Scientists have successfully enhanced monkeys' brains using a neural implant, and hope to apply this research to humans, according to a new study published in IOP Science's Journal of Neural Engineering. The study focused on five rhesus monkeys that were shown a picture and tasked with selecting the same image from a number of others after a short delay. Scientists studied the electrical patterns in the monkeys' prefrontal cortexes when they selected correct images, and programmed a brain implant to mimic those signals. The researchers found that the MIMO neuroprosthetic noticeably improved the monkeys' performance on the matching test.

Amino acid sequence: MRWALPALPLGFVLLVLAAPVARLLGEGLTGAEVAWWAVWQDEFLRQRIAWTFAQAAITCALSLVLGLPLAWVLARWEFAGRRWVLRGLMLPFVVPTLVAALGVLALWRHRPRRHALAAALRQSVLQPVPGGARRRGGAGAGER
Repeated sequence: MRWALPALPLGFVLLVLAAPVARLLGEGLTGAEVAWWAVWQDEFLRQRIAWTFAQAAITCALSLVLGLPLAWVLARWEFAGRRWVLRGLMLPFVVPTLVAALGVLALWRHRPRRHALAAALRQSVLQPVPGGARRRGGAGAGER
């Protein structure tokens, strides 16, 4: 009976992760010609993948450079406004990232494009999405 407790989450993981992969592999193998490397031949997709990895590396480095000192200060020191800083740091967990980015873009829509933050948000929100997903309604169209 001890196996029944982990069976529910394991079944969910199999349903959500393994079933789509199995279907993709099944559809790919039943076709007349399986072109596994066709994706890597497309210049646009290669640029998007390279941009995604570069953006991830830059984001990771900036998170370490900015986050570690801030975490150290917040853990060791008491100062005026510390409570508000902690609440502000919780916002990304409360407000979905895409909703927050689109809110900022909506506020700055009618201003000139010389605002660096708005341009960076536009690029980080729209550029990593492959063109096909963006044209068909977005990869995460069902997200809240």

Then they drugged the monkeys with cocaine to dampen their cognitive processes and decrease their performance on the matching test. The scientists found that despite the effects of the cocaine, the MIMO implant was able to help the monkeys exceed their ordinary performance. The researchers hope to apply these findings to humans with impaired brain functions, such as those with Alzheimer's, and they could eventually be applied to enhance brain function in perfectly healthy humans.

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